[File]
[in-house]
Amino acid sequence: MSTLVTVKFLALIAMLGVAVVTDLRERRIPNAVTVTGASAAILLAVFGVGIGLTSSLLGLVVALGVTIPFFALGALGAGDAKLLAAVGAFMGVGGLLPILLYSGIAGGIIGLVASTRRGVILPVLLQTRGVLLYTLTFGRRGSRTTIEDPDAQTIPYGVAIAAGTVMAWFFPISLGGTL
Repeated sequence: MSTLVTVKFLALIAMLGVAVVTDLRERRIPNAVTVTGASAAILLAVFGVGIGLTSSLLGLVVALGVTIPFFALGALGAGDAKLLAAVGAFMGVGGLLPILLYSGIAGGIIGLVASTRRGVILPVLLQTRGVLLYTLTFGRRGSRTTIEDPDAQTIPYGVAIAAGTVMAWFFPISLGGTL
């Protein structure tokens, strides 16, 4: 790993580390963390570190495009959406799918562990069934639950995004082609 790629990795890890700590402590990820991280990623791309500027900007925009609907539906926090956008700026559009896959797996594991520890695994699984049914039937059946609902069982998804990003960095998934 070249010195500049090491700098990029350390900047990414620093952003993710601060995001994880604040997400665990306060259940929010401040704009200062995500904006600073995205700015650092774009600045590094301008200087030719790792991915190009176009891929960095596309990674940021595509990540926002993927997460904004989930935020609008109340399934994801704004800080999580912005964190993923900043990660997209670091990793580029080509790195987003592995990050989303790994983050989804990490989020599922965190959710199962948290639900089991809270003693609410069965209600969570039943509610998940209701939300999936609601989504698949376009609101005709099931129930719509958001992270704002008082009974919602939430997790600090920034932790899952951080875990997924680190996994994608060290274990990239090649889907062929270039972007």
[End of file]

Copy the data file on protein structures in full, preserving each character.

[in-house]
Amino acid sequence: MSTLVTVKFLALIAMLGVAVVTDLRERRIPNAVTVTGASAAILLAVFGVGIGLTSSLLGLVVALGVTIPFFALGALGAGDAKLLAAVGAFMGVGGLLPILLYSGIAGGIIGLVASTRRGVILPVLLQTRGVLLYTLTFGRRGSRTTIEDPDAQTIPYGVAIAAGTVMAWFFPISLGGTL
Repeated sequence: MSTLVTVKFLALIAMLGVAVVTDLRERRIPNAVTVTGASAAILLAVFGVGIGLTSSLLGLVVALGVTIPFFALGALGAGDAKLLAAVGAFMGVGGLLPILLYSGIAGGIIGLVASTRRGVILPVLLQTRGVLLYTLTFGRRGSRTTIEDPDAQTIPYGVAIAAGTVMAWFFPISLGGTL
């Protein structure tokens, strides 16, 4: 790993580390963390570190495009959406799918562990069934639950995004082609 790629990795890890700590402590990820991280990623791309500027900007925009609907539906926090956008700026559009896959797996594991520890695994699984049914039937059946609902069982998804990003960095998934 070249010195500049090491700098990029350390900047990414620093952003993710601060995001994880604040997400665990306060259940929010401040704009200062995500904006600073995205700015650092774009600045590094301008200087030719790792991915190009176009891929960095596309990674940021595509990540926002993927997460904004989930935020609008109340399934994801704004800080999580912005964190993923900043990660997209670091990793580029080509790195987003592995990050989303790994983050989804990490989020599922965190959710199962948290639900089991809270003693609410069965209600969570039943509610998940209701939300999936609601989504698949376009609101005709099931129930719509958001992270704002008082009974919602939430997790600090920034932790899952951080875990997924680190996994994608060290274990990239090649889907062929270039972007």